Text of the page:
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To: Dat
I'm a bit more than an armchair historian.

And "with the exception of Rome" at it's height was essentially all of Europe except for Germany and the lands more east. It also included all of northern Africa and the Levant.

Christianity was a disaster for Europe. It was only through turning to the traditions of pagan Rome, such as the Roman Catholic Church and most of the early kingdoms (for example, the Goths that ended the Western Roman Empire were more "Roman" in their habits than the Eastern Empire soldiers that came to retake Italy), that civilization survived.
19 posted on 05/30/2003 11:43:19 PM PDT by TheAngryClam (This space for rent.)
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To: TheAngryClam
"Christianity was a disaster for Europe."

I would really like to know your basis for saying that. Could you be a bit more specific?

24 posted on 05/30/2003 11:54:58 PM PDT by nightdriver
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To: TheAngryClam
Christianity was a disaster for Europe.

That is a highly simplistic statement. Modern custom and culture is dictated to a far greater extent from the Judeo-Christian tradition than the Roman model, which is not to belittle the influence of Rome (although Rome itself was primarily responsible for the spread of Christianity both directly and indirectly), but to highlight the importance of the other traditions.

27 posted on 05/31/2003 12:17:16 AM PDT by Dat
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To: TheAngryClam
Christianity was a disaster for Europe. It was only through turning to the traditions of pagan Rome, such as the Roman Catholic Church and most of the early kingdoms (for example, the Goths that ended the Western Roman Empire were more "Roman" in their habits than the Eastern Empire soldiers that came to retake Italy), that civilization survived.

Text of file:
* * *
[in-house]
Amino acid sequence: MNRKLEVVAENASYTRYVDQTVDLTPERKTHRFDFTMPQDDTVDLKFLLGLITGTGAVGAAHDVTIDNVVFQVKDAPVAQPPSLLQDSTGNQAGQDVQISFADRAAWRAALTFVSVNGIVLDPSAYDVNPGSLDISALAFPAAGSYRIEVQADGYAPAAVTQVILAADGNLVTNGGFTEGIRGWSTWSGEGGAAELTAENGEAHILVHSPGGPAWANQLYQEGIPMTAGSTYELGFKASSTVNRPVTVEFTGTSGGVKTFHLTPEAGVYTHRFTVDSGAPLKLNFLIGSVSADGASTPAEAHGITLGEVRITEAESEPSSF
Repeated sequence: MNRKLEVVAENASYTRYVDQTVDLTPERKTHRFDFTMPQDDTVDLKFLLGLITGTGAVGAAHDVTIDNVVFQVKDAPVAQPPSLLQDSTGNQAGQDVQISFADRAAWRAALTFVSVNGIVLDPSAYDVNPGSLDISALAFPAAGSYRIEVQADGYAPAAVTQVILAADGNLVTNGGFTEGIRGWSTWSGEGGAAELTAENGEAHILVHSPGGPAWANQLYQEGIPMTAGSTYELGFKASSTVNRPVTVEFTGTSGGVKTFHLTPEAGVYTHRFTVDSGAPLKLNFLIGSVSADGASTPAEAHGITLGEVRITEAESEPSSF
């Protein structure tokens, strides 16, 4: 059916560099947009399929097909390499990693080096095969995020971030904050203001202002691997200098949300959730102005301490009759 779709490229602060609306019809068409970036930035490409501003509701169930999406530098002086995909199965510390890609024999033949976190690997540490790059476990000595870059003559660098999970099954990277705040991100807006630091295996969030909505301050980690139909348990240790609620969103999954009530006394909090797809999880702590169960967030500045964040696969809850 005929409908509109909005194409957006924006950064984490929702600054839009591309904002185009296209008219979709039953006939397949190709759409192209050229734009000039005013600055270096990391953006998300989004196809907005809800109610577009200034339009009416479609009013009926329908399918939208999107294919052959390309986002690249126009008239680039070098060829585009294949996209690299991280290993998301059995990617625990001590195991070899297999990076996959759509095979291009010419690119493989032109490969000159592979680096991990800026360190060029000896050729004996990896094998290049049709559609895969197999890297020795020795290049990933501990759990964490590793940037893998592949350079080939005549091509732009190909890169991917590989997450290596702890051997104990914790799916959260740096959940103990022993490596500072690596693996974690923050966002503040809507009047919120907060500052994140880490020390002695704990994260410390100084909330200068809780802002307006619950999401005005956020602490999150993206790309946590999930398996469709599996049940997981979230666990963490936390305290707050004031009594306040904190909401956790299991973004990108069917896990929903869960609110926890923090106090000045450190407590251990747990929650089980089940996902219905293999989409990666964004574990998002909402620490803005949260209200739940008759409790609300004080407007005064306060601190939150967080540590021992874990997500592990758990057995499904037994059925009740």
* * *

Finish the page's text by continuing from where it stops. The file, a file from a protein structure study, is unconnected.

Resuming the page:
That explains why the cities of Sicily and Italy were so quick to throw open their gates to Belisarius and his meagre army of 10,000 Greeks in defiance of the Goths and their hundreds of thousands occupying the land.

Also, civilization really only survived in Byzantium during the Dark Ages. Your noble barbarians nearly extinguished it in Western Europe. If not for the efforts of the Pope at Rome, some monks in Ireland, and Charles Martel at Tours, there's no reason to believe that the civilization of the ancient world would have survived at all in the West.

That you refuse to give Christianity its historical due is an act of supreme cultural ingratitude on your part.
161 posted on 05/31/2003 9:41:09 AM PDT by Antoninus (In hoc signo, vinces )
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To: TheAngryClam
Yes, let them return to worshipping Baal and throwing virgins, babies and other innocents into a pit of fire! That's what makes a country great, right? /s
164 posted on 05/31/2003 9:48:51 AM PDT by arasina (Thank God the White House now has plenty of CLEAN laundry!)
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To: TheAngryClam
It was only through turning to the traditions of pagan Rome

Civilization in western Europe was largely saved by Irish Catholic priests and nuns, who kept whatever light of learning, history and Christianity not extinguished during the dark ages burning mostly my the luck of the fact that Ireland was pretty much the end of the world. If it had been any easier to get to, these good folks would have suffered the fate of those on the continent.

These priests, nuns, and monks converted the Germanic tribes to Christianity, recreated the first centers of learning, and basically saved Europe from paganism. If it weren't for them, we would never have had a "Western Civilization" that looks anything like it did or does.

The roots of our Republican (at least in theory) form of government are largely rooted in a melange of Christianity, Celtic emphasis on local control and value of the individual citizen, remnants of Roman law, and Anglo Saxon culture that were uniquely found in England. Medieval society was just a little bit different their than in the rest of Europe. Moreover, because of the English Channel, the Rennassaince took longer to find it's way their, and all of the Medieval emphasis on local government (relatively speaking) and a multiplicity of centers of authority lasted in England longer than in the rest of Europe (many of whose princes absolutely adored the Roman Imperial emphasis on centralized government.)

303 posted on 06/01/2003 8:06:15 PM PDT by jscd3
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